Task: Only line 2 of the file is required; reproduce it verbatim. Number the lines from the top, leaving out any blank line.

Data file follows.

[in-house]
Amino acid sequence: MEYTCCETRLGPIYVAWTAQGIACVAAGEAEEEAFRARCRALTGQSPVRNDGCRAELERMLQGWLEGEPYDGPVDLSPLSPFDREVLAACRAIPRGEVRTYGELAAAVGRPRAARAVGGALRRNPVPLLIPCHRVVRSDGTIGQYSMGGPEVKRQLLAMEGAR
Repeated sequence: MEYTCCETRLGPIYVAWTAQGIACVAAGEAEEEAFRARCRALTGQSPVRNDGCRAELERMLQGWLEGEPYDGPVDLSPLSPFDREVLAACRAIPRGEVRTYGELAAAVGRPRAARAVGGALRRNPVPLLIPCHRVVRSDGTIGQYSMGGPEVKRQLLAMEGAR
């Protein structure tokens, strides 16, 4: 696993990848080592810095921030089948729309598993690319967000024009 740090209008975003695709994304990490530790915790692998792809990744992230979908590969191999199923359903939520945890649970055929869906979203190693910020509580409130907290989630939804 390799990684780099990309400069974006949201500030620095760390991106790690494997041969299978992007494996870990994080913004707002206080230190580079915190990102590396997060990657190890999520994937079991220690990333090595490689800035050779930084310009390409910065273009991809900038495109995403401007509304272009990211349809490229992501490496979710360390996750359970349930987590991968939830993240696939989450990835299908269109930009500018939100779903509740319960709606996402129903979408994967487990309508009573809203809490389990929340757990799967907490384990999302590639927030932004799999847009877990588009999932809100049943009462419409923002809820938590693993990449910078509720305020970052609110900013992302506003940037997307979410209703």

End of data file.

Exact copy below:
Amino acid sequence: MEYTCCETRLGPIYVAWTAQGIACVAAGEAEEEAFRARCRALTGQSPVRNDGCRAELERMLQGWLEGEPYDGPVDLSPLSPFDREVLAACRAIPRGEVRTYGELAAAVGRPRAARAVGGALRRNPVPLLIPCHRVVRSDGTIGQYSMGGPEVKRQLLAMEGAR